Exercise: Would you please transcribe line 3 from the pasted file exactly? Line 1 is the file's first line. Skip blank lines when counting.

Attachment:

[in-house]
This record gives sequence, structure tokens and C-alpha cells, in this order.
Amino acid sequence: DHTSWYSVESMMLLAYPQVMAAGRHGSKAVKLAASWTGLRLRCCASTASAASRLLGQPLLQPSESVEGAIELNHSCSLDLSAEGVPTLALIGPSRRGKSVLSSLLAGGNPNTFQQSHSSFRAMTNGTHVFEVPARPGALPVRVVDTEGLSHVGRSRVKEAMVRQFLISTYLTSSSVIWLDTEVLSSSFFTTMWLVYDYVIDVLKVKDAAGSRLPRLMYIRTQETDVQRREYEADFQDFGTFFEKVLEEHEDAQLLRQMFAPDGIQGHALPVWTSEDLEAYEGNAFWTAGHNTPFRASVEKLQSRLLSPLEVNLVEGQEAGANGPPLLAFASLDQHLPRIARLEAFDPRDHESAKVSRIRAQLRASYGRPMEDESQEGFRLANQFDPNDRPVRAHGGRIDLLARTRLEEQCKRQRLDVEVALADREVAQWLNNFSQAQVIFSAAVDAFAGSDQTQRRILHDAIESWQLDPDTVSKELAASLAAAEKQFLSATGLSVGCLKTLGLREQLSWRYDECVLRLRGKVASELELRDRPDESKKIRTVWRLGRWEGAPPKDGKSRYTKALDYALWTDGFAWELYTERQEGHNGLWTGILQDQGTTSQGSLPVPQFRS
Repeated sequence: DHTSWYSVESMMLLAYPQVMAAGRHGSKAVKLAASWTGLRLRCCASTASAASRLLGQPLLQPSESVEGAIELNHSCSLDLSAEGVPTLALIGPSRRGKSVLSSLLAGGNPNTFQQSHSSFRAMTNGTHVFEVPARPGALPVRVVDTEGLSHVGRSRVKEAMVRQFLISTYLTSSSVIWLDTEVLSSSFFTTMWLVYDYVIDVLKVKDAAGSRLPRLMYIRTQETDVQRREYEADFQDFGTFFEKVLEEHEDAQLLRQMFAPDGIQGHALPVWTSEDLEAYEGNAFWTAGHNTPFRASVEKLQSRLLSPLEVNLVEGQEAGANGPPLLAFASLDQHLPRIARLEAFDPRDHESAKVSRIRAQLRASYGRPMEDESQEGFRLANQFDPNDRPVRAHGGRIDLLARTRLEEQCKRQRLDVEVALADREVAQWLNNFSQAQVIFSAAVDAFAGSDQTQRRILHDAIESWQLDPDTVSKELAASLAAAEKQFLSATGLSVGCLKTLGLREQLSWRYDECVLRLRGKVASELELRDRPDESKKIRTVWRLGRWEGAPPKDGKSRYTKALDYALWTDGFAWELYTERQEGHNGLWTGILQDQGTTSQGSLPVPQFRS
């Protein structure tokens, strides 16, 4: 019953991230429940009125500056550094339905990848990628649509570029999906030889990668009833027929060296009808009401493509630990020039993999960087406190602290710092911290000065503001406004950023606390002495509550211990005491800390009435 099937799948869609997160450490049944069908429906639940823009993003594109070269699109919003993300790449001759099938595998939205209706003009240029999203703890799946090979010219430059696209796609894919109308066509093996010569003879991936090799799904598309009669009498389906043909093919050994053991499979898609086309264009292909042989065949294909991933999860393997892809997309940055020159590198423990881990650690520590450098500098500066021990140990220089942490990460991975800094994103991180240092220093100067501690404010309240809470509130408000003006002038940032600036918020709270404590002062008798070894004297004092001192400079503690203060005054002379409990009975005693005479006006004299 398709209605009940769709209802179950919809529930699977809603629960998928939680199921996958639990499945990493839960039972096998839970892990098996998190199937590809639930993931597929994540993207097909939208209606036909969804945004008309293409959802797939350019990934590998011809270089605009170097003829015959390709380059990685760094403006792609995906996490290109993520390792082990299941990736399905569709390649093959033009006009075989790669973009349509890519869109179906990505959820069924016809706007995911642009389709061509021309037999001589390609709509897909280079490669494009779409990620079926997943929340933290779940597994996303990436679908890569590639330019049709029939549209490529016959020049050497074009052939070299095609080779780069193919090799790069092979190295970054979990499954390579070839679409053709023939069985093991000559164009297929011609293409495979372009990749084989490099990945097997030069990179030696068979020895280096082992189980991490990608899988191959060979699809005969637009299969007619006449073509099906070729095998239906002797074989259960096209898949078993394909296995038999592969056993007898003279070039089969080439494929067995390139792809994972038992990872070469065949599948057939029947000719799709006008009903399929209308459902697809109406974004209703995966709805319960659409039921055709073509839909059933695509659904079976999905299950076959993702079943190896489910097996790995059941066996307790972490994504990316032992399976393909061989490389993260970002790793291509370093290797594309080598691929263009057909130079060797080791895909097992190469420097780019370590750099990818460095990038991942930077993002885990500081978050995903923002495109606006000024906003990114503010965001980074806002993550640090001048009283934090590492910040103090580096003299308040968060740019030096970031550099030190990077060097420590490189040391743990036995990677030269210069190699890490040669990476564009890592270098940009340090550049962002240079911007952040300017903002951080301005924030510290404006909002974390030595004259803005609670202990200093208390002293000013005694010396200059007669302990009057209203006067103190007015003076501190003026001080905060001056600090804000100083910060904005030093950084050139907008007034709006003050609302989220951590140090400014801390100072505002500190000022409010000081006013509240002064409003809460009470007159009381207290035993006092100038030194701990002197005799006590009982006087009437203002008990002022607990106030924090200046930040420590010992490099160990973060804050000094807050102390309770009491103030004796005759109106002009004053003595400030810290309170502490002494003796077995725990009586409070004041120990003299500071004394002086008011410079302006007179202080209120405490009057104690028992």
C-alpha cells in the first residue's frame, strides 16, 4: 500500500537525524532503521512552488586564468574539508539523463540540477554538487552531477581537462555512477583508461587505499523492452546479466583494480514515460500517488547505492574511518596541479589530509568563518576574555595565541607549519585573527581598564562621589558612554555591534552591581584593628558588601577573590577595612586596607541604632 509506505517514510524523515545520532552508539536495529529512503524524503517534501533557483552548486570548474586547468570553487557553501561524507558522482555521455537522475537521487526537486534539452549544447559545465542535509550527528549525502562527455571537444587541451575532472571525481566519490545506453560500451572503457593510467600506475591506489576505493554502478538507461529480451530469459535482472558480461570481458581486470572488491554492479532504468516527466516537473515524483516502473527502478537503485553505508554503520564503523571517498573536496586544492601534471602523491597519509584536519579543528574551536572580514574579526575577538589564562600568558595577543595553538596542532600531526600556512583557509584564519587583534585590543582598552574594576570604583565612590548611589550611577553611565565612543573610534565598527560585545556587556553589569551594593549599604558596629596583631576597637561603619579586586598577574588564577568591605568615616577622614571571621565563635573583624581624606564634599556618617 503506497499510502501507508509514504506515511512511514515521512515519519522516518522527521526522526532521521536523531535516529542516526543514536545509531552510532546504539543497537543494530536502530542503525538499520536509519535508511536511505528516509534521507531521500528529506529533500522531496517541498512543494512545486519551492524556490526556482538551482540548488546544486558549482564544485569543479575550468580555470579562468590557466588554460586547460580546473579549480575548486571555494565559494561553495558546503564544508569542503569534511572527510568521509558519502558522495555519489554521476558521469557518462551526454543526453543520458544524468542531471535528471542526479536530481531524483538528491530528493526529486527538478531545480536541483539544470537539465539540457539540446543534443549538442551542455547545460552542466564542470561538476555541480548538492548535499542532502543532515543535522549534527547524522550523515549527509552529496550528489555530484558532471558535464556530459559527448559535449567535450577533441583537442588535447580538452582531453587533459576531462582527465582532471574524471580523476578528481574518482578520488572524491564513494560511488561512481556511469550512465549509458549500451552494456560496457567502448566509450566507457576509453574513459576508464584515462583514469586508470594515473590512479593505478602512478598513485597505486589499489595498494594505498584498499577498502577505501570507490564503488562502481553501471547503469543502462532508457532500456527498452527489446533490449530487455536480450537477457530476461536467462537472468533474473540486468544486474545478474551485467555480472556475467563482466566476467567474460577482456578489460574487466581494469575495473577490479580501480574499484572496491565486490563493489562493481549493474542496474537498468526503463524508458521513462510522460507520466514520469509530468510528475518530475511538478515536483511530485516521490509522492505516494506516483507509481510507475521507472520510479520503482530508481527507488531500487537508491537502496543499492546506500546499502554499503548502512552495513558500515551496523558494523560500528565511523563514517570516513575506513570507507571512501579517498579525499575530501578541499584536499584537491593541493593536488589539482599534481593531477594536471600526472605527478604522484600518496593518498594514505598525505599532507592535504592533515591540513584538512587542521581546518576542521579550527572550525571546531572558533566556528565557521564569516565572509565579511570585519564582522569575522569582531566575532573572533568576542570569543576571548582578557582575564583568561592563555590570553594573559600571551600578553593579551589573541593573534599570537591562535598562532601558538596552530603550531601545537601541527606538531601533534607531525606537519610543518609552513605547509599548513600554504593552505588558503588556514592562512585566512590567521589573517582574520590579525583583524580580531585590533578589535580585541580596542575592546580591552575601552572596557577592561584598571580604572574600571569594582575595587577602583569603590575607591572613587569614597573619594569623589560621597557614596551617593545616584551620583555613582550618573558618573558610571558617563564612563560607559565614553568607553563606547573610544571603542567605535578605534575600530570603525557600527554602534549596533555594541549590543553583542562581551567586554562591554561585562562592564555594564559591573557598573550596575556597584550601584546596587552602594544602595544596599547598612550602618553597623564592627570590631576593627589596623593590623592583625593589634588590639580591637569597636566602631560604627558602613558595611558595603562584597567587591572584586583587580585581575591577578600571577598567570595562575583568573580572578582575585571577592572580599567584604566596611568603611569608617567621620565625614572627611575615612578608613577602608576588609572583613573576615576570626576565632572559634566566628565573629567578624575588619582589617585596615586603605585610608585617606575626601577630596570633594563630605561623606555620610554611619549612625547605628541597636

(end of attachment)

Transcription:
Amino acid sequence: DHTSWYSVESMMLLAYPQVMAAGRHGSKAVKLAASWTGLRLRCCASTASAASRLLGQPLLQPSESVEGAIELNHSCSLDLSAEGVPTLALIGPSRRGKSVLSSLLAGGNPNTFQQSHSSFRAMTNGTHVFEVPARPGALPVRVVDTEGLSHVGRSRVKEAMVRQFLISTYLTSSSVIWLDTEVLSSSFFTTMWLVYDYVIDVLKVKDAAGSRLPRLMYIRTQETDVQRREYEADFQDFGTFFEKVLEEHEDAQLLRQMFAPDGIQGHALPVWTSEDLEAYEGNAFWTAGHNTPFRASVEKLQSRLLSPLEVNLVEGQEAGANGPPLLAFASLDQHLPRIARLEAFDPRDHESAKVSRIRAQLRASYGRPMEDESQEGFRLANQFDPNDRPVRAHGGRIDLLARTRLEEQCKRQRLDVEVALADREVAQWLNNFSQAQVIFSAAVDAFAGSDQTQRRILHDAIESWQLDPDTVSKELAASLAAAEKQFLSATGLSVGCLKTLGLREQLSWRYDECVLRLRGKVASELELRDRPDESKKIRTVWRLGRWEGAPPKDGKSRYTKALDYALWTDGFAWELYTERQEGHNGLWTGILQDQGTTSQGSLPVPQFRS